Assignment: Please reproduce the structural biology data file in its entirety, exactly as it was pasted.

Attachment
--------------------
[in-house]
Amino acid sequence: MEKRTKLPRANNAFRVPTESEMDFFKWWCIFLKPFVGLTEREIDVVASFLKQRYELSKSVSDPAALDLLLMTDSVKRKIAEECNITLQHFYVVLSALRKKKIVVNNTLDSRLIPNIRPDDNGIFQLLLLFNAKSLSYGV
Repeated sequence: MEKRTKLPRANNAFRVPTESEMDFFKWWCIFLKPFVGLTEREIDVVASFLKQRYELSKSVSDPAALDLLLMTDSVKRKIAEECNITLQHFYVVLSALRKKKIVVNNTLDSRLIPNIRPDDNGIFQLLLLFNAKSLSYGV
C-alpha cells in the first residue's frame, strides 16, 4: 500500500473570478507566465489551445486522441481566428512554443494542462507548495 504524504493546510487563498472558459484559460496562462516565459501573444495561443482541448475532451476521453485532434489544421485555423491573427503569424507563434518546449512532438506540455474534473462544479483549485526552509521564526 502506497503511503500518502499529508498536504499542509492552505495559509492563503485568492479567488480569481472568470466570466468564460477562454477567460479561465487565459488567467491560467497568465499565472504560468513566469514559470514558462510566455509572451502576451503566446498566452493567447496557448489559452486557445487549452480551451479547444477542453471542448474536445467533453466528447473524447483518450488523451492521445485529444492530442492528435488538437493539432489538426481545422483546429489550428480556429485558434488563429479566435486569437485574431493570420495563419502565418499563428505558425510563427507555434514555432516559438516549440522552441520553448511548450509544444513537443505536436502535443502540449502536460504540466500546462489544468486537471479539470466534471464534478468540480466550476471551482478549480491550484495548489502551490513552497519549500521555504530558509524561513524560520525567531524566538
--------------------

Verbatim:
[in-house]
Amino acid sequence: MEKRTKLPRANNAFRVPTESEMDFFKWWCIFLKPFVGLTEREIDVVASFLKQRYELSKSVSDPAALDLLLMTDSVKRKIAEECNITLQHFYVVLSALRKKKIVVNNTLDSRLIPNIRPDDNGIFQLLLLFNAKSLSYGV
Repeated sequence: MEKRTKLPRANNAFRVPTESEMDFFKWWCIFLKPFVGLTEREIDVVASFLKQRYELSKSVSDPAALDLLLMTDSVKRKIAEECNITLQHFYVVLSALRKKKIVVNNTLDSRLIPNIRPDDNGIFQLLLLFNAKSLSYGV
C-alpha cells in the first residue's frame, strides 16, 4: 500500500473570478507566465489551445486522441481566428512554443494542462507548495 504524504493546510487563498472558459484559460496562462516565459501573444495561443482541448475532451476521453485532434489544421485555423491573427503569424507563434518546449512532438506540455474534473462544479483549485526552509521564526 502506497503511503500518502499529508498536504499542509492552505495559509492563503485568492479567488480569481472568470466570466468564460477562454477567460479561465487565459488567467491560467497568465499565472504560468513566469514559470514558462510566455509572451502576451503566446498566452493567447496557448489559452486557445487549452480551451479547444477542453471542448474536445467533453466528447473524447483518450488523451492521445485529444492530442492528435488538437493539432489538426481545422483546429489550428480556429485558434488563429479566435486569437485574431493570420495563419502565418499563428505558425510563427507555434514555432516559438516549440522552441520553448511548450509544444513537443505536436502535443502540449502536460504540466500546462489544468486537471479539470466534471464534478468540480466550476471551482478549480491550484495548489502551490513552497519549500521555504530558509524561513524560520525567531524566538